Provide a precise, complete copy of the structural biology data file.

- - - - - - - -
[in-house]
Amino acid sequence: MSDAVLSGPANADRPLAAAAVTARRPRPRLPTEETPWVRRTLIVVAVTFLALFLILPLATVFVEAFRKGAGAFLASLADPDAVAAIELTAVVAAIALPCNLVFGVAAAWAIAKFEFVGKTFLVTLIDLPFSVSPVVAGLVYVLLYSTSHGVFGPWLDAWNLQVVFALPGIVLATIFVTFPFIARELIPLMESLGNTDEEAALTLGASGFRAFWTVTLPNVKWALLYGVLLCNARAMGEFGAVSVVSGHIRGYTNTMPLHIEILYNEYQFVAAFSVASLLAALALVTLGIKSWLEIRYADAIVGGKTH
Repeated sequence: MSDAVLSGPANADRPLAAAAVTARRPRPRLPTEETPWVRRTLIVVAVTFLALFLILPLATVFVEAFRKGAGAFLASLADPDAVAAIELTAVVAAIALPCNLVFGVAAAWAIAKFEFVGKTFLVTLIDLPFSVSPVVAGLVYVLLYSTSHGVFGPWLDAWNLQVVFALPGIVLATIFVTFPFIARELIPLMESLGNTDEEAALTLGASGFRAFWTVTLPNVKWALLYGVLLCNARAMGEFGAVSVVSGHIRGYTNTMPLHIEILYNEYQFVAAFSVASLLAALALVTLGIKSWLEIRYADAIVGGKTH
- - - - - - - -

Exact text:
[in-house]
Amino acid sequence: MSDAVLSGPANADRPLAAAAVTARRPRPRLPTEETPWVRRTLIVVAVTFLALFLILPLATVFVEAFRKGAGAFLASLADPDAVAAIELTAVVAAIALPCNLVFGVAAAWAIAKFEFVGKTFLVTLIDLPFSVSPVVAGLVYVLLYSTSHGVFGPWLDAWNLQVVFALPGIVLATIFVTFPFIARELIPLMESLGNTDEEAALTLGASGFRAFWTVTLPNVKWALLYGVLLCNARAMGEFGAVSVVSGHIRGYTNTMPLHIEILYNEYQFVAAFSVASLLAALALVTLGIKSWLEIRYADAIVGGKTH
Repeated sequence: MSDAVLSGPANADRPLAAAAVTARRPRPRLPTEETPWVRRTLIVVAVTFLALFLILPLATVFVEAFRKGAGAFLASLADPDAVAAIELTAVVAAIALPCNLVFGVAAAWAIAKFEFVGKTFLVTLIDLPFSVSPVVAGLVYVLLYSTSHGVFGPWLDAWNLQVVFALPGIVLATIFVTFPFIARELIPLMESLGNTDEEAALTLGASGFRAFWTVTLPNVKWALLYGVLLCNARAMGEFGAVSVVSGHIRGYTNTMPLHIEILYNEYQFVAAFSVASLLAALALVTLGIKSWLEIRYADAIVGGKTH